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Congratulations Canada for being ... you!

We’re celebrating our nation this week.  Given the recent actions south of our border, there are certainly many reasons to be proud of Canada.

It’s an unusual feeling for many Canucks.  Instead of lauding our accomplishments – such prideful audacity would be entirely un-Canadian – we tend to spend our time tearing down our history, our health care system, our politics and even our entertainment industry.

And I can understand it.  We’re used to being the poor relation to the booming powerhouse that is the UNITED STATES OF AMERICA.

They had great wars while we focused on settling our land.  They created the assembly line and we invented basketball.  They have the Mayo Clinic and Johns Hopkins, while we guarantee medical treatment for everyone.  They have a former reality TV star in office who lies and alienates every alliance in the world and we have someone who grew up in politics and willingly works with other countries on international policy.

And as for TV?  Well, Canadian television used to mean The Beachcombers, The Littlest Hobo, Anne of Green Gables, The Friendly Giant and Mr. Dress-Up.  They were squeaky clean, family-friendly shows that were often the butt of jokes.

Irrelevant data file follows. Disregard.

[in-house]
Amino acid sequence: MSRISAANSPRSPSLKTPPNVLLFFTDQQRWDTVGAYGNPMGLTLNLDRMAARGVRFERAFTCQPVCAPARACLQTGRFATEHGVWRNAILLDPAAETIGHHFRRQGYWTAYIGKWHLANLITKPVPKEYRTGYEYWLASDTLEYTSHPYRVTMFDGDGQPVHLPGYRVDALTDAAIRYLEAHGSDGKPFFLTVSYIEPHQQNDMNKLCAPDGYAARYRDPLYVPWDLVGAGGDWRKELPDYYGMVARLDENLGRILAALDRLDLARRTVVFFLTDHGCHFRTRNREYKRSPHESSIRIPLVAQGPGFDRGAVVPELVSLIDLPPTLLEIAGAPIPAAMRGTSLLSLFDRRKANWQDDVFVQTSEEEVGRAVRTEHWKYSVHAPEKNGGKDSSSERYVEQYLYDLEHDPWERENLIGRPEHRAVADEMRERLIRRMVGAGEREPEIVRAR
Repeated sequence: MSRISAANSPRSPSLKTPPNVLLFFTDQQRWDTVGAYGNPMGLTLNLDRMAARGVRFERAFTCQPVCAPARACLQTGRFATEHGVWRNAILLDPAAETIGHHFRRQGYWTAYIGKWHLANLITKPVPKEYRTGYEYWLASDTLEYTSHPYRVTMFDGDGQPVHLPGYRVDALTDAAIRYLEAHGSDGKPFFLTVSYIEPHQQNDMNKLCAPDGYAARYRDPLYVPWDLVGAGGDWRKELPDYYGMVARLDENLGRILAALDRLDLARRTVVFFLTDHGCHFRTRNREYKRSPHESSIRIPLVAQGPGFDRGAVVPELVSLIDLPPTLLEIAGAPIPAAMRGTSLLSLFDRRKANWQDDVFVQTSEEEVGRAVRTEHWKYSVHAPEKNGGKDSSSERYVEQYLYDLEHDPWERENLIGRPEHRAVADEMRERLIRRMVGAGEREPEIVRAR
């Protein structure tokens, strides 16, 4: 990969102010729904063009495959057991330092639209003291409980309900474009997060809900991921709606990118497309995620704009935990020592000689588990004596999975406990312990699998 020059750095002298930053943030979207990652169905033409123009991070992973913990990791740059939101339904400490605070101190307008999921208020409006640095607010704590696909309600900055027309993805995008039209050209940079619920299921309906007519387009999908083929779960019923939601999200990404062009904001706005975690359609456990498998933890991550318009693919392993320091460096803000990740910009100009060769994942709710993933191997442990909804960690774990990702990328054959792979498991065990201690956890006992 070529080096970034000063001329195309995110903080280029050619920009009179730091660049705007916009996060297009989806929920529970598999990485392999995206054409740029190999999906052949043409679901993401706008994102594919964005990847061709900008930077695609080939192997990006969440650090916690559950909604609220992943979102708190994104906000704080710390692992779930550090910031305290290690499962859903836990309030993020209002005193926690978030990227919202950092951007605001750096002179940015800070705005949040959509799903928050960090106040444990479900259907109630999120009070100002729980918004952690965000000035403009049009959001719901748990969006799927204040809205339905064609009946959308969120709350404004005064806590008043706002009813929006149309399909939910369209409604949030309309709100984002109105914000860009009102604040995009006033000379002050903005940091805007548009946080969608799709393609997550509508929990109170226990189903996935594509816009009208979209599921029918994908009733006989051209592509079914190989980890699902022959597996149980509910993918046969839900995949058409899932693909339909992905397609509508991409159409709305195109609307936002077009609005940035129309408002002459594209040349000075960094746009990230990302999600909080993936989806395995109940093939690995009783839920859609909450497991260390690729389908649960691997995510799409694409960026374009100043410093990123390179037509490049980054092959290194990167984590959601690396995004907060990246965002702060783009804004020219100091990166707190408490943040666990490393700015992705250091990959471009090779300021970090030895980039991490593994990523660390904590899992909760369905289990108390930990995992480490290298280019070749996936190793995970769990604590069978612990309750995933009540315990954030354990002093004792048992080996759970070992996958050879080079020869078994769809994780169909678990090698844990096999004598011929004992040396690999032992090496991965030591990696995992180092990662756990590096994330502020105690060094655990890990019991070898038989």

But in recent decades, the well-funded U.S. production houses learned the benefits of working with Canada.  With our weaker dollar, money could be saved by shooting in our cities that doubled for American towns.

And they discovered a few Canadian gems along the way.  Degrassi Junior High, Degrassi and Degrassi: The Next Generation earned dedicated followers for over 30 years including one Jay and his silent friend, Bob.  Trailer Park Boys also had their obsessed fans; not to mention Due South which made Dudley Do-Right and the RCMP the sexiest thing to come out of Canada until Justin took office.

And during the Writers Guild strike of 2007 that lasted three months and affected everything from reality TV to scripted shows, a Canadian/U.S. partnership became not only beneficial, but necessary to keep the industry going.  The strike opened a back door to American audiences who saw quality Canadian shows including Flashpoint, The Listener, Rookie Blue, Continuum, Saving Hope, and the critically-acclaimed Orphan Black slide comfortably into their primetime schedules.

Unfortunately, Little Mosque on the Prairie barely made a dent on American airwaves.  The ground-breaking comedy allowed Canadians to understand and laugh at our differences and pre-conceived notions about each other in an honest way rarely seen in the U.S.  The networks missed the boat when they could have used such a lesson.

But our proudest Canadian production should be History Channel’s three-part series called The World Without Canada.  Created for last year’s 150th, it’s an eye-opening view of our place in the world for technology, resources, and humanitarian efforts.  We’re not just important, people.  We’re vital.  And this series should be required-watching for all Canadians.

Obviously, we’re not perfect.  We’re facing a lot of challenges.  But we’ve also earned the right to pat ourselves on the back.  And for our 151st, it’s about darn time we did.

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